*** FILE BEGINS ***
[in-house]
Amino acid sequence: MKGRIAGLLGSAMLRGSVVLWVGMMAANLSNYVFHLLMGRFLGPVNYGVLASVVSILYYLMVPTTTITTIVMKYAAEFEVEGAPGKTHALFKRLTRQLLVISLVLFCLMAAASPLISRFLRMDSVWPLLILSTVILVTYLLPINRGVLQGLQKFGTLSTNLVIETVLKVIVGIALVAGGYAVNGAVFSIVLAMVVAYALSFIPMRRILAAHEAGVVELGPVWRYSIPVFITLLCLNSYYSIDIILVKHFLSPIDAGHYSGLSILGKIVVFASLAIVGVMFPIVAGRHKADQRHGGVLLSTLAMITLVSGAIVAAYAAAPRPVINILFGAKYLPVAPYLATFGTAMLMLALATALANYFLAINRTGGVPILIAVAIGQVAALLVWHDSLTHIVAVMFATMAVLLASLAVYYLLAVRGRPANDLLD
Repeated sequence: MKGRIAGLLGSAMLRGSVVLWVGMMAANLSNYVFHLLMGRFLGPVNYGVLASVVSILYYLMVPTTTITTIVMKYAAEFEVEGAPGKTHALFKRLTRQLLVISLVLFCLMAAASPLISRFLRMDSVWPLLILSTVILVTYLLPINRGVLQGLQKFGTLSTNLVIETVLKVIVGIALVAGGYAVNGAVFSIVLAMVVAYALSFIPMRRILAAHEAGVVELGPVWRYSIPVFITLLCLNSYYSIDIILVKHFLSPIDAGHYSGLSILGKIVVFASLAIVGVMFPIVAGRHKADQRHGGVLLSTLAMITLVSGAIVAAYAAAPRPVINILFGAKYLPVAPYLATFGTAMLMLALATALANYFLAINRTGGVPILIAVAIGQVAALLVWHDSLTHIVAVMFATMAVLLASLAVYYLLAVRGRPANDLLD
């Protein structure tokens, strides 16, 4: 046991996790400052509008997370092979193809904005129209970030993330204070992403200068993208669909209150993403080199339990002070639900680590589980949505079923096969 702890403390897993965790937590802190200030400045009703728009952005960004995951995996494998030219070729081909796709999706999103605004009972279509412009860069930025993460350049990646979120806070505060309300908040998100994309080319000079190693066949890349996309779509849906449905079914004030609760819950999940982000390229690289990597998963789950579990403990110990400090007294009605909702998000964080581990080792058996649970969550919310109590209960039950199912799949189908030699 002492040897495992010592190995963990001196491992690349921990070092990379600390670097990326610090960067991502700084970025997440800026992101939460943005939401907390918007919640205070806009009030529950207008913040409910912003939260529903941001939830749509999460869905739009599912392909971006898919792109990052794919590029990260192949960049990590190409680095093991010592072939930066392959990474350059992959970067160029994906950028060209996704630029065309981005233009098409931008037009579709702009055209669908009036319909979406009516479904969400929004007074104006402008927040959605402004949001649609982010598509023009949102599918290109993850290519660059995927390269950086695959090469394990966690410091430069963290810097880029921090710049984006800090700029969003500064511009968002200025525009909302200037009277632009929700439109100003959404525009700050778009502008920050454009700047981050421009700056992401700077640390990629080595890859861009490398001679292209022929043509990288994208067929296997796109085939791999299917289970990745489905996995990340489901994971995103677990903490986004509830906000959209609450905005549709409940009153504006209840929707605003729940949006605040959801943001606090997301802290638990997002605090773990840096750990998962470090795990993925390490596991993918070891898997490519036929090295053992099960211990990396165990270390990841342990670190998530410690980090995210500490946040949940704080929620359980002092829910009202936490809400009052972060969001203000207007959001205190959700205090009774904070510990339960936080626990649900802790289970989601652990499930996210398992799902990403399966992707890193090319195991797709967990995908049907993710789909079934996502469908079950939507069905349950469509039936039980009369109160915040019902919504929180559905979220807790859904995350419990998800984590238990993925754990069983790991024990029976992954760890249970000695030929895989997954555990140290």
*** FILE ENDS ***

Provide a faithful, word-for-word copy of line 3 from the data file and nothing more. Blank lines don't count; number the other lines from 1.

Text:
Repeated sequence: MKGRIAGLLGSAMLRGSVVLWVGMMAANLSNYVFHLLMGRFLGPVNYGVLASVVSILYYLMVPTTTITTIVMKYAAEFEVEGAPGKTHALFKRLTRQLLVISLVLFCLMAAASPLISRFLRMDSVWPLLILSTVILVTYLLPINRGVLQGLQKFGTLSTNLVIETVLKVIVGIALVAGGYAVNGAVFSIVLAMVVAYALSFIPMRRILAAHEAGVVELGPVWRYSIPVFITLLCLNSYYSIDIILVKHFLSPIDAGHYSGLSILGKIVVFASLAIVGVMFPIVAGRHKADQRHGGVLLSTLAMITLVSGAIVAAYAAAPRPVINILFGAKYLPVAPYLATFGTAMLMLALATALANYFLAINRTGGVPILIAVAIGQVAALLVWHDSLTHIVAVMFATMAVLLASLAVYYLLAVRGRPANDLLD